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Microb Biotechnol. 2018 Jan;11(1):3-17. doi: 10.1111/1751-7915.13043.

Bacillus subtilis, the model Gram-positive bacterium: 20 years of annotation refinement.

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Department of Phytomedicine, Humboldt-Universität zu Berlin, Lentzeallee 55-57, 14195, Berlin, Germany.
Hôpital de la Pitié-Salpêtrière, Institute of Cardiometabolism and Nutrition, 47 Boulevard de l'Hôpital, 75013, Paris, France.
School of Biomedical Sciences, Li Kashing Faculty of Medicine, University of Hong Kong, 21 Sassoon Road, Pok Fu Lam, SAR Hong Kong, China.
The Centre for Bacterial Cell Biology, Newcastle University, Baddiley-Clark Building, Richardson Road, Newcastle upon Tyne, NE2 4AX, UK.
CEA DRF Genoscope LABGeM, CNRS, UMR8030 Génomique Métabolique, Université d'Evry Val d'Essonne, Université Paris-Saclay, F-91057, Evry, France.
Microbial Evolutionary Genomics Unit, Institut Pasteur, 28 rue du Docteur Roux, 75724, Paris Cedex 15, France.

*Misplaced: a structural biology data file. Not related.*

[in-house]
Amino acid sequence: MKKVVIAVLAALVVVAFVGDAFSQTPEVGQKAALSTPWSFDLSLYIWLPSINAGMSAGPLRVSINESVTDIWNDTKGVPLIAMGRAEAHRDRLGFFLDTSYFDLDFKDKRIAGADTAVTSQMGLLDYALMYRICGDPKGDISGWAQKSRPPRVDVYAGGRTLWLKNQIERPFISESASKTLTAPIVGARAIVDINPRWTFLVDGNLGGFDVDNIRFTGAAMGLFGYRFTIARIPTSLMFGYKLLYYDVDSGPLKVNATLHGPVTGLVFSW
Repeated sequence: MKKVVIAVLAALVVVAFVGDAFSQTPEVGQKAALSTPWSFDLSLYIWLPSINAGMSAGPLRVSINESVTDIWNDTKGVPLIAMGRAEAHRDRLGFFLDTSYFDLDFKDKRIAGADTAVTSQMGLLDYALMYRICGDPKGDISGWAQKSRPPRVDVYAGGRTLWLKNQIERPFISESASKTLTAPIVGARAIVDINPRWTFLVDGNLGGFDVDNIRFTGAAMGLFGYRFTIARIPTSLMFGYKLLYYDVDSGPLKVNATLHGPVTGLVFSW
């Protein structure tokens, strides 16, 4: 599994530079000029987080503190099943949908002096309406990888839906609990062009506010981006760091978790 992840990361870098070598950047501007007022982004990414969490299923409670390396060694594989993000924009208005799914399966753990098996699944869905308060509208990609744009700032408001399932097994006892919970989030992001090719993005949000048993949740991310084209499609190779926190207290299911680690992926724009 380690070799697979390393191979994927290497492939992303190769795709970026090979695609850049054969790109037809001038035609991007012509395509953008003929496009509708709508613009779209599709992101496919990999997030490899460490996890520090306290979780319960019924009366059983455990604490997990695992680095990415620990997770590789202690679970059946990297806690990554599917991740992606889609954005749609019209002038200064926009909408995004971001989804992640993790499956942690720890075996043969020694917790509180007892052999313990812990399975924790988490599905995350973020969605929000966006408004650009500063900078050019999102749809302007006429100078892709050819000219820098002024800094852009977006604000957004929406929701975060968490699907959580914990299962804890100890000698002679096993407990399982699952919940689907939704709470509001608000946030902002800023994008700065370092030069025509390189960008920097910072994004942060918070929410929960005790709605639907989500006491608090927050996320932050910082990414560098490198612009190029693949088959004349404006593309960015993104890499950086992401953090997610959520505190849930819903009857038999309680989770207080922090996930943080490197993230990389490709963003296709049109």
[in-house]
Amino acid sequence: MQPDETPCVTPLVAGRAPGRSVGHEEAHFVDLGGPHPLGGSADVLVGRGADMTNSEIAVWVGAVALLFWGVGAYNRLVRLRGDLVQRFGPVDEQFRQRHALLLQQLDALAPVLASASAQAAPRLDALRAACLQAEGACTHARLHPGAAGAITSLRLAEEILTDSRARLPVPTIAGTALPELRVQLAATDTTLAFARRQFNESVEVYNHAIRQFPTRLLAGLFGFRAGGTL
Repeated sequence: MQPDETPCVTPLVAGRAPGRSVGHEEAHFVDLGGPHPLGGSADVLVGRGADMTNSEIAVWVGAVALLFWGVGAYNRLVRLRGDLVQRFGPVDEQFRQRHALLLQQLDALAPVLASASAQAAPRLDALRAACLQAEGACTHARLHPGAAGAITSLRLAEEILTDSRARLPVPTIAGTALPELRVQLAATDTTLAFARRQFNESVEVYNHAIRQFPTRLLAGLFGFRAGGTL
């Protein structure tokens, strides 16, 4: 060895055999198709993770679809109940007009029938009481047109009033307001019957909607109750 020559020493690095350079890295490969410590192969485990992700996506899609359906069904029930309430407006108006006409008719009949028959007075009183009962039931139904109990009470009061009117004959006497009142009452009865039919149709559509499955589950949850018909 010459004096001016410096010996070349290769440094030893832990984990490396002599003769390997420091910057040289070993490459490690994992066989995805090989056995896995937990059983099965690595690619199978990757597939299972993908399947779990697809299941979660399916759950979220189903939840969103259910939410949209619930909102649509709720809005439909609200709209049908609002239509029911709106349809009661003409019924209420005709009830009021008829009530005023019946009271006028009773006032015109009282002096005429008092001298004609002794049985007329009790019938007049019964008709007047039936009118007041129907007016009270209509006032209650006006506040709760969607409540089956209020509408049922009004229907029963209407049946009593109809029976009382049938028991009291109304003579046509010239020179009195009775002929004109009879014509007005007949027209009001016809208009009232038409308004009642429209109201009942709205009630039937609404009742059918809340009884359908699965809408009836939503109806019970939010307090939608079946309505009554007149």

Genome annotation is, nowadays, performed via automatic pipelines that cannot discriminate between right and wrong annotations. Given their importance in increasing the accuracy of the genome annotations of other organisms, it is critical that the annotations of model organisms reflect the current annotation gold standard. The genome of Bacillus subtilis strain 168 was sequenced twenty years ago. Using a combination of inductive, deductive and abductive reasoning, we present a unique, manually curated annotation, essentially based on experimental data. This reveals how this bacterium lives in a plant niche, while carrying a paleome operating system common to Firmicutes and Tenericutes. Dozens of new genomic objects and an extensive literature survey have been included for the sequence available at the INSDC (AccNum AL009126.3). We also propose an extension to Demerec's nomenclature rules that will help investigators connect to this type of curated annotation via the use of common gene names.

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